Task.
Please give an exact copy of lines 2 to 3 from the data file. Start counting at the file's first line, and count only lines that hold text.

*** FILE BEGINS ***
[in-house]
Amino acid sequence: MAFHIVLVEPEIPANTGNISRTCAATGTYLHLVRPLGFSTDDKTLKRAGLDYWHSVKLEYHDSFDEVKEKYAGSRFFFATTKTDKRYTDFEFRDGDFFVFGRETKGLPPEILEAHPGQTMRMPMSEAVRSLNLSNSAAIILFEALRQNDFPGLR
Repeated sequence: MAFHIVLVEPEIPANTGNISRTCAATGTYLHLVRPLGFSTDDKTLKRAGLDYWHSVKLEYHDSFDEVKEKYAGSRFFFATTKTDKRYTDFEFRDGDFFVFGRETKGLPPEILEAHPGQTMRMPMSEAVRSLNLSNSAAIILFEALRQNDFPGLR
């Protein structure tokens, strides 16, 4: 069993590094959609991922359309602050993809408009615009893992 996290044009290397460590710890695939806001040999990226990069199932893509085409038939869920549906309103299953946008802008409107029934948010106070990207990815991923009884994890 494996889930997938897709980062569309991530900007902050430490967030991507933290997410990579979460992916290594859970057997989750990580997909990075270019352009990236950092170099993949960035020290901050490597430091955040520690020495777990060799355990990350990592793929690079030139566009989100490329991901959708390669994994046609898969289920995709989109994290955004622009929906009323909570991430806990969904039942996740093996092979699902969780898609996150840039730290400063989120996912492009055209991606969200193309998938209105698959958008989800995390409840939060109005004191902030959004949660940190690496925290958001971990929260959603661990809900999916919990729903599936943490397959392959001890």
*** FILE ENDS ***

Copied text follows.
Amino acid sequence: MAFHIVLVEPEIPANTGNISRTCAATGTYLHLVRPLGFSTDDKTLKRAGLDYWHSVKLEYHDSFDEVKEKYAGSRFFFATTKTDKRYTDFEFRDGDFFVFGRETKGLPPEILEAHPGQTMRMPMSEAVRSLNLSNSAAIILFEALRQNDFPGLR
Repeated sequence: MAFHIVLVEPEIPANTGNISRTCAATGTYLHLVRPLGFSTDDKTLKRAGLDYWHSVKLEYHDSFDEVKEKYAGSRFFFATTKTDKRYTDFEFRDGDFFVFGRETKGLPPEILEAHPGQTMRMPMSEAVRSLNLSNSAAIILFEALRQNDFPGLR